Understanding Financial Problems

Understanding Financial Problems

Could Tax Changes In 2017 Make It Easier For You To Finance Your Small Business?

by Letitia Moreno

If you're a small business owner, you may sometimes feel as though you're adrift in a stormy sea with only a small life preserver – just one large-enough wave (in the form of a tax hike, supplier snafu, or even a negative online review) could be enough to capsize you with little chance of recovery. Fortunately, there are some proposed tax changes and amendments that may calm these choppy seas for many small business owners as they head into the horizon of 2017. Read on to learn more about some of the potential business tax changes to expect after President-elect Trump takes office and how these may impact your ability to finance your own small business. 

What business tax changes may be enacted in 2017 and beyond? 

President-elect Trump has proposed a plan that would eliminate the corporate alternative minimum tax (AMT) and cap the corporate tax rate at 15 percent. This is good news for business owners who regularly find their top marginal rates reaching closer to 35 percent, as well as those who find themselves hit by the AMT despite their plans and efforts to avoid it. This level of tax cut could immediately put profits back into business coffers, providing you with more cash to expand your inventory, invest in more capital assets or fixtures, or hire additional employees. 

This tax reduction could also help business owners who are stuck in the no-man's-land of breaking even but not earning much of a profit. Years of this can leave you feeling as though you've purchased a job, rather than a business, and without more tangible losses you may not be able to pull the trigger on the sale or dissolution of your business as you would if the situation was just a bit more dire. A year or two of lower tax rates can boost your coffers and give you that extra financial stability you need to take your business to the next level. 

How could these changes impact a small business owner's ability to acquire funding or financing? 

Often, those who have retired from a "day job" to start up and run a business may find the financing piece of the puzzle a tricky one – even having six or seven figures saved in a 401(k) or IRA won't help unless you're able to set up a "rollover business start-up" (ROBS) to use these retirement funds directly for your business. In other cases, you may wish you were able to tap into these funds even after you've gotten your business up and running to provide yourself with some additional operating cash flow during slow times of year.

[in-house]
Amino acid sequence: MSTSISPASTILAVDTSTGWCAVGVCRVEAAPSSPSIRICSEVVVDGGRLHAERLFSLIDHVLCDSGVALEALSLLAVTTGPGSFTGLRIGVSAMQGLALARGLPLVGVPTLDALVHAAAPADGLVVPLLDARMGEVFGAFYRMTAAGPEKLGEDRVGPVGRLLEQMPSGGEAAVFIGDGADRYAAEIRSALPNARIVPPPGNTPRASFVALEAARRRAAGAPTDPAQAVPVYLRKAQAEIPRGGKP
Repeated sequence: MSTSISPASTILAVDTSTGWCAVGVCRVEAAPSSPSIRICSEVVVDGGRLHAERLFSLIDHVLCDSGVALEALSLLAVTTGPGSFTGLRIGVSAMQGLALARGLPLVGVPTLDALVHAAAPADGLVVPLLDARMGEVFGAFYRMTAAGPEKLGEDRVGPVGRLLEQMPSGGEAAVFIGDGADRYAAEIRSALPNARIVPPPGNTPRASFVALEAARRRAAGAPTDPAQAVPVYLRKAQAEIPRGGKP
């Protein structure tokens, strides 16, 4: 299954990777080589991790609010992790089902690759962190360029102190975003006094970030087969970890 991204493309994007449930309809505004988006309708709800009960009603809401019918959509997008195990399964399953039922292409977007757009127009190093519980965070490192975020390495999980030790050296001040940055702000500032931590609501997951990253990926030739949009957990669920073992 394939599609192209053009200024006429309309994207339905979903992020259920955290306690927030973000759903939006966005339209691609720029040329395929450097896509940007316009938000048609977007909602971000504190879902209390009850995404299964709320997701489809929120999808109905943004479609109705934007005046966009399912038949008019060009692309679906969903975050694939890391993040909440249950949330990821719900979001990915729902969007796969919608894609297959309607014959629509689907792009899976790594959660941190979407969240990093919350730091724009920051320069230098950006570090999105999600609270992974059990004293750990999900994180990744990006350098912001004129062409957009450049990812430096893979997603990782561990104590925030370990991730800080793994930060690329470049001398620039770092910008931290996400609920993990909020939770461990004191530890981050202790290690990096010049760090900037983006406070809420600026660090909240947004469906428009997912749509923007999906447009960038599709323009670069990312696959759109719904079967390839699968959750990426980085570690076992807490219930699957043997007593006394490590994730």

To utilize your 401(k) for business financing, you'll first need to convert your current business structure to a C corporation (if it isn't already) and issue shares of stock. You'll then use the funds in your 401(k) to purchase your business's C corporation stock. You (through your 401(k)) are then a principal investor in your business and are able to utilize your retirement funds for various business purposes, but without the expense and hassle of cashing out your 401(k) and paying taxes and a hefty penalty. 

The changes proposed by President-elect Trump should make the ROBS process much easier (and more popular) than it has been in the past, due in large part to the potential reduction of the highest corporate tax rate from 35 percent to 15 percent. Because this rate is much lower than the personal tax rate at the top couple of brackets, it makes utilizing one's 401(k) for business expenses and paying yourself a smaller salary much more attractive option than withdrawing from the 401(k) to support yourself (and paying your top marginal rate plus any applicable penalty on these funds) while also trying to secure outside funding for your business.

Talk to professionals in the industry and visit sites like http://www.cpa-winterhaven.com for more information. 


About Me

Understanding Financial Problems

When it comes to keeping your business afloat, there aren't many things more important than looking after your finances. If you aren't careful, financial problems can get out of hand quickly, which can affect your ability to stay in business at all. I run a small business out of my home, and I can tell you that careful attention to your books can make a world of difference. Check out this website for more information about financial considerations, spending, and monitoring your bottom line. I'm not a professional accountant or anything, but by making a few moves in the right direction, you can solidify your business and avoid financial disaster.